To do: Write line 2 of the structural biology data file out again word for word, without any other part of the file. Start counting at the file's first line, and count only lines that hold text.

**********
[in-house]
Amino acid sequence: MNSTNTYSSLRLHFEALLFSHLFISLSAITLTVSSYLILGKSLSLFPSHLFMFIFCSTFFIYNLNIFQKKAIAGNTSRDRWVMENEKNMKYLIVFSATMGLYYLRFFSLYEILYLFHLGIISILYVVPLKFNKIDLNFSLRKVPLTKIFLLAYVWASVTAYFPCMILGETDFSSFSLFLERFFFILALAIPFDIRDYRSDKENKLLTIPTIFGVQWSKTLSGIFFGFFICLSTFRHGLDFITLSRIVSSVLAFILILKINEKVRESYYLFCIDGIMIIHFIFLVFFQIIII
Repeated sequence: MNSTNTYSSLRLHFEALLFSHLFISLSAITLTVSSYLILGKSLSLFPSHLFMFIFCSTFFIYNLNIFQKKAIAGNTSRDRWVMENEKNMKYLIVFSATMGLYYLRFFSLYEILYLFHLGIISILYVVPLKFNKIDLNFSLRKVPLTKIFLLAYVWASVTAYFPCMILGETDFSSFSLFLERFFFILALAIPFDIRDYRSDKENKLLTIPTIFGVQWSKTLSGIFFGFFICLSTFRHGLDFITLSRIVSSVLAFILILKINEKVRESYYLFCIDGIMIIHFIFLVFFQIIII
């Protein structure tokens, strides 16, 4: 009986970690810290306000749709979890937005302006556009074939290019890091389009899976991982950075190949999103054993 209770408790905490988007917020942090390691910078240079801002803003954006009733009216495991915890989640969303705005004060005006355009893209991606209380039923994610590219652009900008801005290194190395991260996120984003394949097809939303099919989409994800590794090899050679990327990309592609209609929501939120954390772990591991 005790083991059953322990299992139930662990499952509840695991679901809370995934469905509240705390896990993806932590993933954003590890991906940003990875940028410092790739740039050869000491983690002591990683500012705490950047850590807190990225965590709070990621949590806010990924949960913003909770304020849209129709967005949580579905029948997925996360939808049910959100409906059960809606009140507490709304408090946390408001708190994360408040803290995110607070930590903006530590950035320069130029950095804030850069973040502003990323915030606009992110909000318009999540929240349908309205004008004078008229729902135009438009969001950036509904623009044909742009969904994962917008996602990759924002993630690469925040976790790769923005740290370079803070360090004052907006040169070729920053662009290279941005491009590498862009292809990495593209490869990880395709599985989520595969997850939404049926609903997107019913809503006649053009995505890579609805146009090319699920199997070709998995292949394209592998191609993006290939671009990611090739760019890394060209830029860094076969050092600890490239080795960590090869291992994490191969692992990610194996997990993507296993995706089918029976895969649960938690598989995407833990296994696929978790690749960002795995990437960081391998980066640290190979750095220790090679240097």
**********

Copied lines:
Amino acid sequence: MNSTNTYSSLRLHFEALLFSHLFISLSAITLTVSSYLILGKSLSLFPSHLFMFIFCSTFFIYNLNIFQKKAIAGNTSRDRWVMENEKNMKYLIVFSATMGLYYLRFFSLYEILYLFHLGIISILYVVPLKFNKIDLNFSLRKVPLTKIFLLAYVWASVTAYFPCMILGETDFSSFSLFLERFFFILALAIPFDIRDYRSDKENKLLTIPTIFGVQWSKTLSGIFFGFFICLSTFRHGLDFITLSRIVSSVLAFILILKINEKVRESYYLFCIDGIMIIHFIFLVFFQIIII